Polymers are organic materials consisting of long chains of single molecules.
Polymers are highly adaptable materials, suitable for myriad applications. Until
the 1970s and the work of Nobel laureates Alan J. Heeger, Alan G. MacDiarmid and
Hideki Shirakawa, polymers were only considered to be insulators. Heeger et al
showed that polymers could be conductive. Electrons were removed, or introduced,
into a polymer consisting of alternately single and double bonds between the carbon
atoms. As these holes or extra electrons are able to move along the molecule,
the structure becomes electrically conductive.
Film Electronics has developed a specific group of polymers that are bistable
and thus can be used as the active material in a non-volatile memory. In other
words, the Thin Film polymers can be switched from one state to the other and
maintain that state even when the electrical field is turned off. This polymer
is "smart", to the extent that functionality is built into the material
itself, like switchability, addressability and charge store.
is different from silicon and other electronic materials, where such functions
typically are only achieved by complex circuitry. "Smart" materials
can be produced from scratch, molecule by molecule, allowing them to be built
according to design. This opens up tremendous opportunities in the electronics
world, where "tailor-made" memory materials represent unknown territory
are essentially electronic materials that can be processed as liquids. With Thin
Film's memory technology, polymer solutions can be deposited on flexible substrates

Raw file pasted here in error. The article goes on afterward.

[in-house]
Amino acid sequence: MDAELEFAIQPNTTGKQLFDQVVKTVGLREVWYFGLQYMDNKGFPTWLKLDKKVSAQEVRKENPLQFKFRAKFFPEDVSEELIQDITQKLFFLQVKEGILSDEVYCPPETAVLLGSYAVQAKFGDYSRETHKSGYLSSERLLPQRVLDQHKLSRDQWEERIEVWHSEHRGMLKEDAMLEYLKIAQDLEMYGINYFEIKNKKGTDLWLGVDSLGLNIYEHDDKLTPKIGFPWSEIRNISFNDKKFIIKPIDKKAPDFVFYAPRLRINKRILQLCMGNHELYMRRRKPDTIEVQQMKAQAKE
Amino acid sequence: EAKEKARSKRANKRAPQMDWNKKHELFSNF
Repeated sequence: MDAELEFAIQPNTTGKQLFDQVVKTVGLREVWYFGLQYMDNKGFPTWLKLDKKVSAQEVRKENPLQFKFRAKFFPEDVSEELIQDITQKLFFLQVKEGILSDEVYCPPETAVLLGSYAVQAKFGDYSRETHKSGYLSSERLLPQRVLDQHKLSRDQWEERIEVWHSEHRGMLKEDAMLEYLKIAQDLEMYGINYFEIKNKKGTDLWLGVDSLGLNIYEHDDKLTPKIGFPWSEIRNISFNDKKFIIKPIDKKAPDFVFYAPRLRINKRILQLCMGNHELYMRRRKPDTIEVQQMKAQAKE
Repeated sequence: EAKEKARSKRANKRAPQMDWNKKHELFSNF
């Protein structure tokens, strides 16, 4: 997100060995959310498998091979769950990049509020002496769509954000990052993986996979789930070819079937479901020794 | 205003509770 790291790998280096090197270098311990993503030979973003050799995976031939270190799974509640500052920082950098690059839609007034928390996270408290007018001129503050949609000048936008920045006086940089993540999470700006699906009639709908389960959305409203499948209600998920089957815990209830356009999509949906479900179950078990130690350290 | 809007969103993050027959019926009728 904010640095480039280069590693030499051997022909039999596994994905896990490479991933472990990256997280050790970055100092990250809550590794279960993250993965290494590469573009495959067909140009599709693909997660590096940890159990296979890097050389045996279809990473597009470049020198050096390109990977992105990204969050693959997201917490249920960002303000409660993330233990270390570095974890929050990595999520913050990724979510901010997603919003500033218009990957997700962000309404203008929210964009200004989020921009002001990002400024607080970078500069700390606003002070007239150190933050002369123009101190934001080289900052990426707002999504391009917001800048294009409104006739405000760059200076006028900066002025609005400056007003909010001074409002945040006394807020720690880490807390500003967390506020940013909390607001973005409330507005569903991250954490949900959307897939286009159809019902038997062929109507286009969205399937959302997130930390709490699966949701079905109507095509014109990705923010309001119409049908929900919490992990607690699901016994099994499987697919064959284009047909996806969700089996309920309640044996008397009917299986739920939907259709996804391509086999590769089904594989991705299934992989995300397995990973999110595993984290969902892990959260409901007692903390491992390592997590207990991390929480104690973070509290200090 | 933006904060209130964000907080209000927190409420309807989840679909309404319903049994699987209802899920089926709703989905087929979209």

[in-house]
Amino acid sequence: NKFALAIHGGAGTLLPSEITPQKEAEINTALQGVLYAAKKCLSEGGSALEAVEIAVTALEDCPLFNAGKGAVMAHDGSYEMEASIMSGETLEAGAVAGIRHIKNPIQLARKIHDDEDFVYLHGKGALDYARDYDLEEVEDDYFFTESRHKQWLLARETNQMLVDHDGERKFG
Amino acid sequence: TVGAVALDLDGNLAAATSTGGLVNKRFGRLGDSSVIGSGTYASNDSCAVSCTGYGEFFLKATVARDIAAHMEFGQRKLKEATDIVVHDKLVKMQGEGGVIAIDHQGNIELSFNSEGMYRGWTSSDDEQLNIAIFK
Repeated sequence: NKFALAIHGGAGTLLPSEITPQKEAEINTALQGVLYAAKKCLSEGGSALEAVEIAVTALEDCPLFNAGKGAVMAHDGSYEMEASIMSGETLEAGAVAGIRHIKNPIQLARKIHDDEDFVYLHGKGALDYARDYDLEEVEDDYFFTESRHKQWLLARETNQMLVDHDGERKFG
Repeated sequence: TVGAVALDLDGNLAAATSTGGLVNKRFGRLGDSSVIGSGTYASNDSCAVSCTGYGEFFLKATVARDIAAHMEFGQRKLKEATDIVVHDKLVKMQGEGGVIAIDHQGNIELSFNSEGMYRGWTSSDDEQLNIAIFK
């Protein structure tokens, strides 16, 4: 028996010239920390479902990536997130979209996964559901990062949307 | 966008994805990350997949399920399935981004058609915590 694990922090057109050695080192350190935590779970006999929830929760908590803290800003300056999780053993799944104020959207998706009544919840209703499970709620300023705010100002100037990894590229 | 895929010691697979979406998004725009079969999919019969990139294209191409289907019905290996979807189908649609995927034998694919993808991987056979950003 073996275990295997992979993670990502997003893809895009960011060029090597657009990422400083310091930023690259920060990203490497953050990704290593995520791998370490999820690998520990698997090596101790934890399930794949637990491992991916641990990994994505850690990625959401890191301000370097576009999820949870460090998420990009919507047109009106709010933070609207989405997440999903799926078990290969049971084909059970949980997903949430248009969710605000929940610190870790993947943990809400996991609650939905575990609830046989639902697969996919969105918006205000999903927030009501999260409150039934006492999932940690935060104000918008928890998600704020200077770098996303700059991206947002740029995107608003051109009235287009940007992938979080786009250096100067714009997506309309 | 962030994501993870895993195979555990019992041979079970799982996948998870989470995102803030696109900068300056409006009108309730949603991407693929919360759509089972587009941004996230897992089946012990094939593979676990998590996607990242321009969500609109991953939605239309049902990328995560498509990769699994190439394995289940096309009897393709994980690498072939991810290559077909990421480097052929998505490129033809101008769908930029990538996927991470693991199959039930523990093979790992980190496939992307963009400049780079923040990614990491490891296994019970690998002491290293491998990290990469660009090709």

with industry standard processes like spin coating in ultra thin layers. Digital
memory is an essential component of many electronic devices, and memory that takes
up little space and electricity is in high demand as electronic devices continue
to shrink Researchers from the Indian Association for the Cultivation of Science
and the Italian National used positive and negative electric charges, or space
charges, contained within plastic to store binary numbers Research Council. A
polymer retains space charges near a metal interface when there is a bias, or
electrical current, running across the surface.
These charges come either from electrons, which are negatively charged, or the
positively-charged holes vacated by electrons. We can store space charges in a
polymer layer, and conveniently check the presence of the space charges to know
the state of the polymer layer. Space charges are essentially differences in electrical
charge in a given region. They can be read using an electrical pulse because they
change the way the devices conduct electricity.
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